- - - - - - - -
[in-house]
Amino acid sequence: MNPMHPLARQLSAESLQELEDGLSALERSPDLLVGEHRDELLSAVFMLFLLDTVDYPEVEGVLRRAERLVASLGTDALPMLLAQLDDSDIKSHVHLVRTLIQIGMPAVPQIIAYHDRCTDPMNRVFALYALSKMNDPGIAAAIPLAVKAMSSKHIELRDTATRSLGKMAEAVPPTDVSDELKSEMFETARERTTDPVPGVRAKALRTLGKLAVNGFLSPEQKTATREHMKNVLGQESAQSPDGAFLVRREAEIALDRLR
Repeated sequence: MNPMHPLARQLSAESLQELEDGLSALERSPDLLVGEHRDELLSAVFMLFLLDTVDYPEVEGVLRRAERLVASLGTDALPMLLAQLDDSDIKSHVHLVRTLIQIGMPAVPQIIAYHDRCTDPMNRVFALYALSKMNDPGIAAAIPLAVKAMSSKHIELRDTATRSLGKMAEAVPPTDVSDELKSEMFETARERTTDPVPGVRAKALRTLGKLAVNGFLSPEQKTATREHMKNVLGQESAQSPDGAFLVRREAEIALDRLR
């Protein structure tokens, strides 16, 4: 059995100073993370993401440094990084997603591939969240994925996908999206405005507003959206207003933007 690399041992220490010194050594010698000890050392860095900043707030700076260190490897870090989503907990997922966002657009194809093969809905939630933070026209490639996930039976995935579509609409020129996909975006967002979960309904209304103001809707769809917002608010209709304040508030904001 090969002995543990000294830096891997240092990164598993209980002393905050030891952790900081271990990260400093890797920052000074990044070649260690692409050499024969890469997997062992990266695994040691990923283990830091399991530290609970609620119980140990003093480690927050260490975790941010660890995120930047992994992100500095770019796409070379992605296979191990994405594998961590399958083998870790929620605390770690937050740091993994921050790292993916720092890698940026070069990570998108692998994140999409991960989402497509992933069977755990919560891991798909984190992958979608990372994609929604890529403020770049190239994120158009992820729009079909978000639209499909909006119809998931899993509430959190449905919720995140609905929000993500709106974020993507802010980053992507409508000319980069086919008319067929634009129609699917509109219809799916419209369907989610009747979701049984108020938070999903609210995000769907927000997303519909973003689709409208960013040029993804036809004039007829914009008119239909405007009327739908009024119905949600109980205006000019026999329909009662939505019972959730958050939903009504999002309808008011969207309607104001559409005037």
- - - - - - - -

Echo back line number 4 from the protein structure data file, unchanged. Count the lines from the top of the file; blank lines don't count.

């Protein structure tokens, strides 16, 4: 059995100073993370993401440094990084997603591939969240994925996908999206405005507003959206207003933007 690399041992220490010194050594010698000890050392860095900043707030700076260190490897870090989503907990997922966002657009194809093969809905939630933070026209490639996930039976995935579509609409020129996909975006967002979960309904209304103001809707769809917002608010209709304040508030904001 090969002995543990000294830096891997240092990164598993209980002393905050030891952790900081271990990260400093890797920052000074990044070649260690692409050499024969890469997997062992990266695994040691990923283990830091399991530290609970609620119980140990003093480690927050260490975790941010660890995120930047992994992100500095770019796409070379992605296979191990994405594998961590399958083998870790929620605390770690937050740091993994921050790292993916720092890698940026070069990570998108692998994140999409991960989402497509992933069977755990919560891991798909984190992958979608990372994609929604890529403020770049190239994120158009992820729009079909978000639209499909909006119809998931899993509430959190449905919720995140609905929000993500709106974020993507802010980053992507409508000319980069086919008319067929634009129609699917509109219809799916419209369907989610009747979701049984108020938070999903609210995000769907927000997303519909973003689709409208960013040029993804036809004039007829914009008119239909405007009327739908009024119905949600109980205006000019026999329909009662939505019972959730958050939903009504999002309808008011969207309607104001559409005037």